Zipp 303 Firecrest disc £2250

Disc version of the aero clincher

BikeRadar score 5/5

The Firecrest 303 is one of our all-time favourite wheels. The balance of low weight, stiffness and aerodynamic stability makes them a great – albeit expensive – all-rounder. The tubular 303s have also fast become a favourite in cyclo-cross. So with discs appearing more in ’cross and on the road Zipp needed to adapt its wheel.

  • Highs: Tough; fantastic ride quality
  • Lows: It costs over two grand for the pair

But it hasn’t just taken the existing wheels and stuck on a disc hub; Zipp has gone back to the engineering bench to ensure its new 303s will cope with the increased forces that disc brakes generate. Gone are the front wheel’s 16 radial spokes – its 24 crossed spokes now match the rear. That’s to eliminate the chances of the rim continuing to rotate when the hub is stopped by a disc brake. Hub internals have been beefed up, both wheels gaining larger stainless steel bearings, the rear also getting a new custom cartridge in the hub shell for off-road durability. This does increase weight, from 1,579g for standard 303 clinchers to our pair’s 1,678g.

The hubs use the International Standard six-bolt rotor attachment, which makes them compatible out of the box with both SRAM and Avid. Formula, Hope and TRP are among those also offering six-bolt options, while Shimano users will need to buy compatible six-bolt rotors.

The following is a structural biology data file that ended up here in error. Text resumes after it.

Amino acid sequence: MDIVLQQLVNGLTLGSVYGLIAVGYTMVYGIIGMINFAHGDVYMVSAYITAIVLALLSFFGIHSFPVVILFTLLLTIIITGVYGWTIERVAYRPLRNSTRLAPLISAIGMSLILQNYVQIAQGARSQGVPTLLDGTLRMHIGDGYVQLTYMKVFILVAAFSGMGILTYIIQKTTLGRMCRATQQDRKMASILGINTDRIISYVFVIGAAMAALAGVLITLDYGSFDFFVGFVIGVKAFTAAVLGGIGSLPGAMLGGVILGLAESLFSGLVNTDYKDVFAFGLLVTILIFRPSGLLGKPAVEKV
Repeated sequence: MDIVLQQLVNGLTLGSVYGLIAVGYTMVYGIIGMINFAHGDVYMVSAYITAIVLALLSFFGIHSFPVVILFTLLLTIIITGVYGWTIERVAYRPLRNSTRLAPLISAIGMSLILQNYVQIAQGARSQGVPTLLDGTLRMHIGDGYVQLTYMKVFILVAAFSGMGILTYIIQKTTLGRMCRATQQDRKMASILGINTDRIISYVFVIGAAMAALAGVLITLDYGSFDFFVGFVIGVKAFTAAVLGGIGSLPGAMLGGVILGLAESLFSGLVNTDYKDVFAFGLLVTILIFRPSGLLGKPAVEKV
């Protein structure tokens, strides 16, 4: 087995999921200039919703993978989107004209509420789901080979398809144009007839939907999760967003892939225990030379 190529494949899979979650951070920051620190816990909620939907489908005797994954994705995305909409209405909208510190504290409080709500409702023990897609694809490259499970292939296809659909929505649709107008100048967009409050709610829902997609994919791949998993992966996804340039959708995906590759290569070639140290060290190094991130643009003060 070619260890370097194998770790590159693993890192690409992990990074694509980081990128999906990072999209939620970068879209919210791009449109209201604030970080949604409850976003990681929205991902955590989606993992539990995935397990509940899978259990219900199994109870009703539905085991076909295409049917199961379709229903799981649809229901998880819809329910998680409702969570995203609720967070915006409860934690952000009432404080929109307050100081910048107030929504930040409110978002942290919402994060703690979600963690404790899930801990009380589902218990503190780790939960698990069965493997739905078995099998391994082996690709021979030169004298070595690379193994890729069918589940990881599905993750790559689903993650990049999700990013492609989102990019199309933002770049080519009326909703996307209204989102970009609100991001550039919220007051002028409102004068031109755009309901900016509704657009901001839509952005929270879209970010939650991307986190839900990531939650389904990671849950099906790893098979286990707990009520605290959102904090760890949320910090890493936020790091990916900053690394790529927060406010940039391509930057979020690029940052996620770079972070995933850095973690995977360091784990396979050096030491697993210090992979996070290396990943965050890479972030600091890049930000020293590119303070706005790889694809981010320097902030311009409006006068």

Our wheels have been tested on road, ’cross and gravel bikes, off road and on. On tarmac we used 25mm tyres, off road we tried 32mm ’cross clinchers – but the best result was achieved using Challenge’s Strada Bianca 30mm road tyre. This is perfect for the 28.5mm wide rim, the volume and shape combining comfort and the ability to maintain the 303’s blistering pace. The wheels survived a hammering too, post-ride testing on a wheel jig showing that our test rims stayed true.

The result is that these are the best off-the-peg disc wheels we’ve yet seen. Very expensive, yes, but the quality of the ride justifies the money.

This article was originally published in Cycling Plus magazine, available on Apple Newsstand and Zinio.

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